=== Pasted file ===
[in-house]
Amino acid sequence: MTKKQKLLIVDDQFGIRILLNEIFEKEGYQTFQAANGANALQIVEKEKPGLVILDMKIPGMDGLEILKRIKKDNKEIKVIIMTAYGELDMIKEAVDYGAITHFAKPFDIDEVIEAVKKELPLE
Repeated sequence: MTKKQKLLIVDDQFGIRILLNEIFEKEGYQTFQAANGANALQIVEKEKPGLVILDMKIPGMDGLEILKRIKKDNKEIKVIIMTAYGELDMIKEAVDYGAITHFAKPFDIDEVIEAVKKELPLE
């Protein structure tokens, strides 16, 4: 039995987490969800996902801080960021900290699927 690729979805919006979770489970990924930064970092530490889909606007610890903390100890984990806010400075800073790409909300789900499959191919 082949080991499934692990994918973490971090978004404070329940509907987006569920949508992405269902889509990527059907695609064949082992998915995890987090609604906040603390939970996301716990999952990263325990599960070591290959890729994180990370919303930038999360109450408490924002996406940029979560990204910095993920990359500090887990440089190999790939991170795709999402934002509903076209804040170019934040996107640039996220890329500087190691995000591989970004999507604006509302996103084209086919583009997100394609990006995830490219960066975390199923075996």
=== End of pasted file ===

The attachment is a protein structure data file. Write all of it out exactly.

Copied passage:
[in-house]
Amino acid sequence: MTKKQKLLIVDDQFGIRILLNEIFEKEGYQTFQAANGANALQIVEKEKPGLVILDMKIPGMDGLEILKRIKKDNKEIKVIIMTAYGELDMIKEAVDYGAITHFAKPFDIDEVIEAVKKELPLE
Repeated sequence: MTKKQKLLIVDDQFGIRILLNEIFEKEGYQTFQAANGANALQIVEKEKPGLVILDMKIPGMDGLEILKRIKKDNKEIKVIIMTAYGELDMIKEAVDYGAITHFAKPFDIDEVIEAVKKELPLE
């Protein structure tokens, strides 16, 4: 039995987490969800996902801080960021900290699927 690729979805919006979770489970990924930064970092530490889909606007610890903390100890984990806010400075800073790409909300789900499959191919 082949080991499934692990994918973490971090978004404070329940509907987006569920949508992405269902889509990527059907695609064949082992998915995890987090609604906040603390939970996301716990999952990263325990599960070591290959890729994180990370919303930038999360109450408490924002996406940029979560990204910095993920990359500090887990440089190999790939991170795709999402934002509903076209804040170019934040996107640039996220890329500087190691995000591989970004999507604006509302996103084209086919583009997100394609990006995830490219960066975390199923075996």